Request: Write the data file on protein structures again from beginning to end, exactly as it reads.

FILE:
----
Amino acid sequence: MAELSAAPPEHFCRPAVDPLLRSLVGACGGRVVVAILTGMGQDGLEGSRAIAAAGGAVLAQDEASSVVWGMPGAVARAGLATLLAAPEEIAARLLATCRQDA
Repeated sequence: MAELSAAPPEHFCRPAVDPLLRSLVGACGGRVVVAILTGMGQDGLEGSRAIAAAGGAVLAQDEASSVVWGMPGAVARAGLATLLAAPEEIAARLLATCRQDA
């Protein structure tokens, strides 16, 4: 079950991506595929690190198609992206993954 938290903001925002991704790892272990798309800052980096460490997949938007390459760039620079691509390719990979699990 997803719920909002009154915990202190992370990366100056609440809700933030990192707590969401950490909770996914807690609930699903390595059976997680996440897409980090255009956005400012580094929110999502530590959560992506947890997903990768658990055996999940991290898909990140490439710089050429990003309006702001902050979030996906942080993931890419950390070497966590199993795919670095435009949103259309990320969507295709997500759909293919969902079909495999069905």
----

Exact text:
Amino acid sequence: MAELSAAPPEHFCRPAVDPLLRSLVGACGGRVVVAILTGMGQDGLEGSRAIAAAGGAVLAQDEASSVVWGMPGAVARAGLATLLAAPEEIAARLLATCRQDA
Repeated sequence: MAELSAAPPEHFCRPAVDPLLRSLVGACGGRVVVAILTGMGQDGLEGSRAIAAAGGAVLAQDEASSVVWGMPGAVARAGLATLLAAPEEIAARLLATCRQDA
């Protein structure tokens, strides 16, 4: 079950991506595929690190198609992206993954 938290903001925002991704790892272990798309800052980096460490997949938007390459760039620079691509390719990979699990 997803719920909002009154915990202190992370990366100056609440809700933030990192707590969401950490909770996914807690609930699903390595059976997680996440897409980090255009956005400012580094929110999502530590959560992506947890997903990768658990055996999940991290898909990140490439710089050429990003309006702001902050979030996906942080993931890419950390070497966590199993795919670095435009949103259309990320969507295709997500759909293919969902079909495999069905």